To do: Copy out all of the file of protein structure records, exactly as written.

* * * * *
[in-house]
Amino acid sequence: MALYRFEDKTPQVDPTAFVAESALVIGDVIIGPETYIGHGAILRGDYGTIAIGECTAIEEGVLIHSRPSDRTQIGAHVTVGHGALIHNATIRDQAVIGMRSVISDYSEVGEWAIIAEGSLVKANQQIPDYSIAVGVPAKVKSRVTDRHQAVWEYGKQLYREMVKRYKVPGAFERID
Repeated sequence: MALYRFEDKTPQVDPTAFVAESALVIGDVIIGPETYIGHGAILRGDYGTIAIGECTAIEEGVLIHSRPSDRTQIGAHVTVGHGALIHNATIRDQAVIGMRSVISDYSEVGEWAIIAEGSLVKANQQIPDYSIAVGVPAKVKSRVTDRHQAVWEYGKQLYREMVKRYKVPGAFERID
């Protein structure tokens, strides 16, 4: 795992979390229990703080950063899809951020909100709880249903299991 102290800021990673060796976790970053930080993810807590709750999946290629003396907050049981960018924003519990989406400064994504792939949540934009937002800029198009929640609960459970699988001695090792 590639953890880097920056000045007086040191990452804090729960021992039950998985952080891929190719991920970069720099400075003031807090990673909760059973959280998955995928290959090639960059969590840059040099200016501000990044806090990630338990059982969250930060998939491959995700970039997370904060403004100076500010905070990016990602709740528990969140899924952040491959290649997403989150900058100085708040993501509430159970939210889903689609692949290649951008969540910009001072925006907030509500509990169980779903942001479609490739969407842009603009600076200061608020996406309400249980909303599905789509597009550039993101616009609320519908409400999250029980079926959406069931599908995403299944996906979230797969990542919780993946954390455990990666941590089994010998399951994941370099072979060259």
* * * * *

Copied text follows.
[in-house]
Amino acid sequence: MALYRFEDKTPQVDPTAFVAESALVIGDVIIGPETYIGHGAILRGDYGTIAIGECTAIEEGVLIHSRPSDRTQIGAHVTVGHGALIHNATIRDQAVIGMRSVISDYSEVGEWAIIAEGSLVKANQQIPDYSIAVGVPAKVKSRVTDRHQAVWEYGKQLYREMVKRYKVPGAFERID
Repeated sequence: MALYRFEDKTPQVDPTAFVAESALVIGDVIIGPETYIGHGAILRGDYGTIAIGECTAIEEGVLIHSRPSDRTQIGAHVTVGHGALIHNATIRDQAVIGMRSVISDYSEVGEWAIIAEGSLVKANQQIPDYSIAVGVPAKVKSRVTDRHQAVWEYGKQLYREMVKRYKVPGAFERID
């Protein structure tokens, strides 16, 4: 795992979390229990703080950063899809951020909100709880249903299991 102290800021990673060796976790970053930080993810807590709750999946290629003396907050049981960018924003519990989406400064994504792939949540934009937002800029198009929640609960459970699988001695090792 590639953890880097920056000045007086040191990452804090729960021992039950998985952080891929190719991920970069720099400075003031807090990673909760059973959280998955995928290959090639960059969590840059040099200016501000990044806090990630338990059982969250930060998939491959995700970039997370904060403004100076500010905070990016990602709740528990969140899924952040491959290649997403989150900058100085708040993501509430159970939210889903689609692949290649951008969540910009001072925006907030509500509990169980779903942001479609490739969407842009603009600076200061608020996406309400249980909303599905789509597009550039993101616009609320519908409400999250029980079926959406069931599908995403299944996906979230797969990542919780993946954390455990990666941590089994010998399951994941370099072979060259």